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12 thoughts on “Climate change and compassion fatigue

  1. Perfect words, thank you. I have long enjoyed your superb lessons. And it is totally appropriate to extend discussions deeper into the personal, the social and the related philosophies… please continue

  2. I don’t worry about Climate Change either, but every waking day I think about the intolerable suffering of future generations. What exactly does it mean that we have 10 to 12 years to solve the problem before the world reaches a point of no return? History tells us that no one will do anything to solve the problem in the next 10 to 12 years so future generations are definitely doomed after the world reaches the point of no return.

  3. “Being happy” is not really a choice – the brain, in its inherited and environmentally and historically shaped particularities, takes care of how “happy” to feel at any given moment. I don’t believe ignoring the Big Picture makes any cognitive sense, since knowledge can’t be stuffed back into the corner once it is shaped and entered into consciousness, so I would never counsel anyone to be a happy idiot.
    I think Roger is basically right, but “doom” is a vague term – we have been “doomed:” to live in such stupid, inhumane times, but that is nothing like the “doom” that Roger accurately forecasts as guaranteed by history and logic to be coming down the pike.

  4. I recently traveled to northwestern North Dakota where a satellite image of the night sky looks like the center of an erupting volcano. Ask the locals, who voted en masse for donald duck, which is more important, making millions off their fracked oil wells or Climate Change? No contest. Ask the locals around Fort McMurray, which is more important, three million barrels per day of carbon-rich sludge remaining in the ground or forced like peanut butter through pipelines headed south? No contest. I also recently walked beneath the trans-Alaska pipeline. My, are those locals proud of their engineering marvel!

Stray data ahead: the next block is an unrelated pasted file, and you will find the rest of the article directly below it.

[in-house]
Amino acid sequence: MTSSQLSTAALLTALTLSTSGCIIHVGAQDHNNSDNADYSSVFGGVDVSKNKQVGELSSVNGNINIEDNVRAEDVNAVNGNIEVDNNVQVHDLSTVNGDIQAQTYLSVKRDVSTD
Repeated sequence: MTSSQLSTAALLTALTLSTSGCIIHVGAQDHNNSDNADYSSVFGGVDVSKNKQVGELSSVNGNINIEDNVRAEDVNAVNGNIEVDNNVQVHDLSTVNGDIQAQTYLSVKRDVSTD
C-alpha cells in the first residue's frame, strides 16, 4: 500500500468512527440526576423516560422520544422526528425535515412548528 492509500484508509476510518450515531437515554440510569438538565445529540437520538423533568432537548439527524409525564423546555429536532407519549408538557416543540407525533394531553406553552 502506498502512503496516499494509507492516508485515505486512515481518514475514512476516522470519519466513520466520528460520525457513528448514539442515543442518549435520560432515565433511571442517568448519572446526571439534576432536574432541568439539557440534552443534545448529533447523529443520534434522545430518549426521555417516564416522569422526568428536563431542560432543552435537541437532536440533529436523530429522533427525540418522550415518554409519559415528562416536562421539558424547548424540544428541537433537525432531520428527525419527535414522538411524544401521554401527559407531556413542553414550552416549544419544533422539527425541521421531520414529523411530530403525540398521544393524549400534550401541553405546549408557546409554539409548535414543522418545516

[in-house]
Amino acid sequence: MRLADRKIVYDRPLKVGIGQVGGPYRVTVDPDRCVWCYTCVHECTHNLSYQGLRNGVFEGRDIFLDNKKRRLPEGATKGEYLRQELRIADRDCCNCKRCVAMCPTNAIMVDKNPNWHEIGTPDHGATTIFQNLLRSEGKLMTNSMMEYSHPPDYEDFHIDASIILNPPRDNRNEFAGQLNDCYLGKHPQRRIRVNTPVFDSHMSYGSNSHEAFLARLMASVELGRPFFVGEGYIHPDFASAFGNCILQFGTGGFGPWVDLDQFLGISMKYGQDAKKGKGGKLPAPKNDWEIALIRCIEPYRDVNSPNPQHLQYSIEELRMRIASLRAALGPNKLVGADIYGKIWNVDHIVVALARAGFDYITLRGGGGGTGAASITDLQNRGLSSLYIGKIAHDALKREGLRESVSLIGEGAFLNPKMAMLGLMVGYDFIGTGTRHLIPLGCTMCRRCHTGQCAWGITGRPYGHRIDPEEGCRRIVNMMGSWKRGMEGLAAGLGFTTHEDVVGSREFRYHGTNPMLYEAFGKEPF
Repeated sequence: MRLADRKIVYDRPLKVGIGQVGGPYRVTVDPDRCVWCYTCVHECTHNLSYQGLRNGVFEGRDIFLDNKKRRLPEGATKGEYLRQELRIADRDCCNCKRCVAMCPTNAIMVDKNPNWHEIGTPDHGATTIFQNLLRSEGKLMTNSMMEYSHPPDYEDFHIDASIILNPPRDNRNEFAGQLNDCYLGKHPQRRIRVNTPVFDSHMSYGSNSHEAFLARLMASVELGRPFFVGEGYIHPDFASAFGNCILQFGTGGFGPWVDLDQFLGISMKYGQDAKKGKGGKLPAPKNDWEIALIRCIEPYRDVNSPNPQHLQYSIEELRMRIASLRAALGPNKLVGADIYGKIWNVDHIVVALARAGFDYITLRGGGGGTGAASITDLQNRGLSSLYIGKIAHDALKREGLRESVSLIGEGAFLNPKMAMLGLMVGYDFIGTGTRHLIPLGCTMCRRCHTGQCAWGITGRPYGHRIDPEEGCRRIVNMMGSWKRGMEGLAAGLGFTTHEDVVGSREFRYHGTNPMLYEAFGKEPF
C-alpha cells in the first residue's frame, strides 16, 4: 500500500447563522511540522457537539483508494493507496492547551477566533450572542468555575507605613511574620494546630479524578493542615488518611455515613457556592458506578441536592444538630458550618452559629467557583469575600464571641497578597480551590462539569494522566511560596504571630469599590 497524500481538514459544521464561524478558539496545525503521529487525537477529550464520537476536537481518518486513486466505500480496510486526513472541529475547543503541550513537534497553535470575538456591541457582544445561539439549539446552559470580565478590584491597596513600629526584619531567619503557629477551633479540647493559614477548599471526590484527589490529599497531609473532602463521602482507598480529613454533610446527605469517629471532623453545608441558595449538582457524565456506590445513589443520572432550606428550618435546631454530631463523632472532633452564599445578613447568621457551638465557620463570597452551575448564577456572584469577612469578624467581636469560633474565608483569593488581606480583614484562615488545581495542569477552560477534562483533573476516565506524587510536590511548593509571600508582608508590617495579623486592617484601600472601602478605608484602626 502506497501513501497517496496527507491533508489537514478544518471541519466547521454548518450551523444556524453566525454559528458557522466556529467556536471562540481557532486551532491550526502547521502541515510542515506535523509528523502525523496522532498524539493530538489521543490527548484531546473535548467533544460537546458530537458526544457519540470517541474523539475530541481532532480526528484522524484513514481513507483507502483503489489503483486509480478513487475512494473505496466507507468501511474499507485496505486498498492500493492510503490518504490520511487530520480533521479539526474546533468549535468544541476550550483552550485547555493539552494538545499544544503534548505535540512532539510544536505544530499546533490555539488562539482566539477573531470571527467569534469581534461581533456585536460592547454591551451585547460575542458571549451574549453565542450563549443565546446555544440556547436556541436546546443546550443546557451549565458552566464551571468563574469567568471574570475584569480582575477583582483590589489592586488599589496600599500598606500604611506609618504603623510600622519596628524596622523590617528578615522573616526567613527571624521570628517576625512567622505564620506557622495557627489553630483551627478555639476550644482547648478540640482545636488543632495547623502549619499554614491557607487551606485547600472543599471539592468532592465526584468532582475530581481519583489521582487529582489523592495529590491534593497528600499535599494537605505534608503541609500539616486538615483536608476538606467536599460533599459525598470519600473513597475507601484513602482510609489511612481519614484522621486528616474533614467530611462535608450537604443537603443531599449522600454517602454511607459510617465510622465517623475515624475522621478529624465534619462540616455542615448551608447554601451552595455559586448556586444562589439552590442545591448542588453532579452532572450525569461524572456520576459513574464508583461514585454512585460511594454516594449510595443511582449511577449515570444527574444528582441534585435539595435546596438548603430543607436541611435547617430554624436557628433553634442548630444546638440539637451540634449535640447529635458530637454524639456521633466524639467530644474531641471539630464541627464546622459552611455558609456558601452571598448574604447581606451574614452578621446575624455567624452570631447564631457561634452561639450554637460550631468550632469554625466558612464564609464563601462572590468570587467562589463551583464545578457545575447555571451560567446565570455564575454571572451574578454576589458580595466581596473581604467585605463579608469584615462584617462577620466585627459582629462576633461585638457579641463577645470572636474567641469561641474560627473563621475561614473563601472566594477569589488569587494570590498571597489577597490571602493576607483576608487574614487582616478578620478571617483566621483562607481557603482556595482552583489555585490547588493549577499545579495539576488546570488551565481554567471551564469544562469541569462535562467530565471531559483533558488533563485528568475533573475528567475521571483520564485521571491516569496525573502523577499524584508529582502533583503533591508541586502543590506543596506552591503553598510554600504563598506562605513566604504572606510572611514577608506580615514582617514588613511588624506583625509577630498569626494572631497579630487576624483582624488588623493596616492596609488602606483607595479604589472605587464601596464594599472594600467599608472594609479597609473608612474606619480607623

“Money, money, money
    Must be funny
    In the rich man’s world
    Money, money, money
    Always sunny
    In the rich man’s world
    Aha aha
    All the things I could do
    If I had a little money
    It’s a rich man’s world
    It’s a rich man’s world”

  5. Most people’s view of the 20 year-old hockey stick controversy is how often they see players whacking each other on TV, but mine is of the nearly perfect correlation between global temperature, CO2, and CH4. How much more does the temperature hockey stick have to rise before the controversial methane hockey stick shoots out of sight, indicating the real beginning of the end, runaway release of 1 to 5 tera tons of methane locked up in permafrost and on ocean shelves? Some estimates put the locked-up carbon in CH4 at 100 to 500 times the amount released into the atmosphere annually from burning fissile fuels. I’m sure that climate scientists already have models capable of accurately predicting mean air and ocean shelf temperatures required to send this methane hockey stick into orbit. Rice-eating cows will be happy to learn that their gassy belches and farts may soon not be the leading source of the methane hockey stick controversy.